If you’ve ever found yourself wondering if workers’ comp insurance is tax-deductible, then you’re in the right place.
In this short guide, we break down how workers’ comp can affect your taxes and why.
Just like it’s good practice to protect your employees and your business with workers' compensation insurance, it’s also good practice to know your employee’s tax implications in the event of a workers' comp claim.
Here are some answers to common questions that can be helpful for employees and business owners to understand. Some specifics will vary based on a variety of factors — nature and size of your business, for example — so it is important that you consult with a tax professional to discuss your specific situation if you have questions.
The short answer is: generally, no; an individual who receives workers’ comp benefits does not usually have to pay taxes on the compensation they receive.
That’s because when you’re injured on the job and can’t work as a result of it, any monetary benefits you receive for lost wages are at a reduced rate from your normal pay. Therefore, the IRS has deemed it unfair to require injured workers to pay taxes on those benefits.
We recommend partnering with a tax professional to ensure the accuracy of your tax return.
There may be a special case where an employee is required to pay workers’ comp taxes. For example, lost wage benefits may be taxed under certain circumstances. If the employee is receiving federal Social Security Disability Insurance (SSDI) income or Supplemental Security Income (SSI) in addition to the lost wages benefits, then lost wages benefits may be taxable. If an employee is not receiving those benefits, then workers' comp is typically not taxable.
Keep in mind that each state has its own workers' compensation requirements, so it’s a good idea for you and your employees to research your state’s regulations. It can help both of you with tax preparation.
No, taxes are not normally deducted from workers' compensation payments. Under most normal circumstances, workers' compensation payments are generally tax-free income for disabled individuals who are unable to work on a temporary or permanent basis.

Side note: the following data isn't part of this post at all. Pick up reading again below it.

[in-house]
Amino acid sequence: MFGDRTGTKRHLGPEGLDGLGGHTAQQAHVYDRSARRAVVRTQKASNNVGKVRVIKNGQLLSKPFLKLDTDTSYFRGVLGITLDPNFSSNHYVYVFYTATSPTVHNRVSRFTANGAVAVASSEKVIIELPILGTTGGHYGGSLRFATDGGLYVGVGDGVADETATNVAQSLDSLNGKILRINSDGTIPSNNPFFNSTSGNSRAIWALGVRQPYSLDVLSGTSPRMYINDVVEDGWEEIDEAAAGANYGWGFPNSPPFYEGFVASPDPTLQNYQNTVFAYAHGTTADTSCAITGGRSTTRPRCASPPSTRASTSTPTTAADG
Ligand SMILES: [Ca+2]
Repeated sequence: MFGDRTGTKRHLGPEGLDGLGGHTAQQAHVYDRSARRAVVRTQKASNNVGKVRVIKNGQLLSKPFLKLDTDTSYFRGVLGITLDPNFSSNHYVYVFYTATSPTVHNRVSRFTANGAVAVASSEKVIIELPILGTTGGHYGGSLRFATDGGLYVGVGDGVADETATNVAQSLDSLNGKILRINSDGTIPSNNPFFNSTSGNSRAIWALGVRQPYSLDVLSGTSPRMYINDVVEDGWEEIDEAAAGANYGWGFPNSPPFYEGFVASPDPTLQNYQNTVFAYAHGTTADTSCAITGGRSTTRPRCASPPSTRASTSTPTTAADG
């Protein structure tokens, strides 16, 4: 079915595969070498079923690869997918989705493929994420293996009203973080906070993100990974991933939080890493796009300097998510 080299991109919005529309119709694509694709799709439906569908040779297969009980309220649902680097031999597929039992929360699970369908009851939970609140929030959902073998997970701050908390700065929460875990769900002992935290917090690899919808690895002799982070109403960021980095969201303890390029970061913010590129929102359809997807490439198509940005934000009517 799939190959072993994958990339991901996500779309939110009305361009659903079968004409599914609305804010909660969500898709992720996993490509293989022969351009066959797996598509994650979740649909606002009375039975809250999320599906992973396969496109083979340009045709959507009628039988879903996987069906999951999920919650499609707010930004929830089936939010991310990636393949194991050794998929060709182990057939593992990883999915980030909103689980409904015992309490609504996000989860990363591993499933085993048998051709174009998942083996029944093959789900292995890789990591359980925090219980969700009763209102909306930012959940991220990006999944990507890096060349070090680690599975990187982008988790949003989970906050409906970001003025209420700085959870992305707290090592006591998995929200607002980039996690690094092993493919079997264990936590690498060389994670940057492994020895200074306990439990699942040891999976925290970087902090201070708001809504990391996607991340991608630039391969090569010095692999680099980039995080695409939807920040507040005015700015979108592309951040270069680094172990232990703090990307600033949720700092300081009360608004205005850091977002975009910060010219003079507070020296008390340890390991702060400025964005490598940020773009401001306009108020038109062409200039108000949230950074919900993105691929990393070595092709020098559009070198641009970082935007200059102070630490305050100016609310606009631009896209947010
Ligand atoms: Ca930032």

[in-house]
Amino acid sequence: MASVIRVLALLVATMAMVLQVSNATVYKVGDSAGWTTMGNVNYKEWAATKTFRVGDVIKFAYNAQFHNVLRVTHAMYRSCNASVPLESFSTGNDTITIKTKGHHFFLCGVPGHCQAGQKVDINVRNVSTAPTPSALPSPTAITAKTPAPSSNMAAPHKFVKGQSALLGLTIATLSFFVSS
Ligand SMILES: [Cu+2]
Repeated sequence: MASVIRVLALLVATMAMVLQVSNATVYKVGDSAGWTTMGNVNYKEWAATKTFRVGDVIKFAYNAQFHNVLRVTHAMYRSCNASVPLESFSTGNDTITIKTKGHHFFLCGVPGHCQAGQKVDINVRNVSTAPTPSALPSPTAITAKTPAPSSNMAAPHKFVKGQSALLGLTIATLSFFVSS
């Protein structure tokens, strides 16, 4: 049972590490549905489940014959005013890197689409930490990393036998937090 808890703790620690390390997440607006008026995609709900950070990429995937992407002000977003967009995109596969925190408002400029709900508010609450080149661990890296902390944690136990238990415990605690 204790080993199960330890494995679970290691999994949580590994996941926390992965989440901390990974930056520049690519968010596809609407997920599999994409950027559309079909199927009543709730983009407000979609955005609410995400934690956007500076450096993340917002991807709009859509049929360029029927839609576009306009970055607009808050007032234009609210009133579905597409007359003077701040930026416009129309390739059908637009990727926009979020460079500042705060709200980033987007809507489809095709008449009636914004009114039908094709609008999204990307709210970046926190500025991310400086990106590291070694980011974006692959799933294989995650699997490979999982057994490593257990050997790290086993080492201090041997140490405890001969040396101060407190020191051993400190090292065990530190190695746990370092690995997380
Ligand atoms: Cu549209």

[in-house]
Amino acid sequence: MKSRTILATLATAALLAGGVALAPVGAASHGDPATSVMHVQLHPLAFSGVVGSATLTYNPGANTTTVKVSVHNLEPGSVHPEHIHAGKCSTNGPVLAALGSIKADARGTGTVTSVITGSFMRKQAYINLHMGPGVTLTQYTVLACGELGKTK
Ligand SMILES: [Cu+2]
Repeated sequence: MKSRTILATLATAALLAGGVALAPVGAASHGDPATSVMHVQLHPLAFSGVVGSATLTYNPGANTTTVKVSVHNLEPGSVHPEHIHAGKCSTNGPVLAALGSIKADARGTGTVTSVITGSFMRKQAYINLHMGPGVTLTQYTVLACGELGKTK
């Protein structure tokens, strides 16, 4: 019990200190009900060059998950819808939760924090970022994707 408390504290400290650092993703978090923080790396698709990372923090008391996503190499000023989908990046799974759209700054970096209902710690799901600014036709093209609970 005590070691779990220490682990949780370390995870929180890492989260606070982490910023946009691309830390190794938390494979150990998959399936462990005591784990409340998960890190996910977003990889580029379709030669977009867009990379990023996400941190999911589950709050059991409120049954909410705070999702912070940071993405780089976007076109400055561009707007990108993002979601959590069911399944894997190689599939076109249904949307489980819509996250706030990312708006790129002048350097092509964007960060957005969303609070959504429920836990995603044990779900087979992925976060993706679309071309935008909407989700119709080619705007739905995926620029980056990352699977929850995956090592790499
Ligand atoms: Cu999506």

According to the IRS, workers' comp settlements under federal law don’t qualify as taxable income. Compensation from workers' comp earned from on-the-job injuries or illnesses are usually fully tax-exempt.
Injured workers can receive checks from their settlements — even if it’s one large settlement payout — without requiring to list the amount as earned income or paying taxes on the total amount of the settlement.
However, if an injured worker receives punitive damages from a settlement, for example, then those amounts may be taxed under IRS rules.
Even in the unfortunate event of death resulting from an occupational injury, the next of kin who receive the settlement payout on behalf of the employee who was fatally injured typically are not required to pay workers’ comp taxes.
If you’re a business owner, the premiums you pay for workers' compensation insurance are tax-deductible expenses. So it’s important to keep track of your premium payments and include them at income tax time.
Generally, if insurance is deemed ordinary and necessary for your business or trade, the premium costs can be deducted. An “ordinary” cost is an expense common for your particular industry. A “necessary” cost is an expense considered helpful and appropriate for your business. Workers' compensation insurance falls into those categories.
If you don’t already have workers' compensation insurance, choosing the coverage for your small business may seem like a daunting task, but we can help you get started.
Spend a few minutes with our handy quote tool, and we’ll get to work looking for quotes from respected workers' comp insurers. Then all you have to do is choose the plan that’s best for you.
Or if you want to speak with one of our licensed insurance agents, you can give us a call at 855-930-2844. We’re here Monday-Friday, 8 a.m. to 8 p.m. (ET).
We know insurance, and we understand small businesses. So we have many answers to other questions that small business owners might have when it comes to workers' compensation, including:
Although the tax laws may seem fairly straightforward when it comes to workers' comp, as with anything related to taxes, it’s a good idea to speak with an accountant or other tax professional who is familiar with your business. They can provide solid advice and guidance for you. Just like Simply Business® can when it comes to your insurance questions.
I went to college to be an accountant and graduated with a degree in creative writing. Words won out over numbers, but barely. All credit goes to my parents. Had they talked about anything other than banking at the dinner table growing up—and had they never bribed me with Pop-Tarts to read books, play with my Matchbox cars and quietly exercise my imagination—who knows where my left and right brain would be today.
Chris writes on a number of topics such as legal resources, small business taxes, and social media marketing.
This content is for general, informational purposes only and is not intended to provide legal, tax, accounting, or financial advice. Please obtain expert advice from industry specific professionals who may better understand your business’s needs. Read our full disclaimer
*Harborway Insurance policies are underwritten by Spinnaker Insurance Company and reinsured by Munich Re, an A+ (Superior) rated insurance carrier by AM Best. Harborway Insurance is a brand name of Harborway Insurance Agency, LLC, a licensed insurance producer in all 50 states and the District of Columbia. California license #6004217.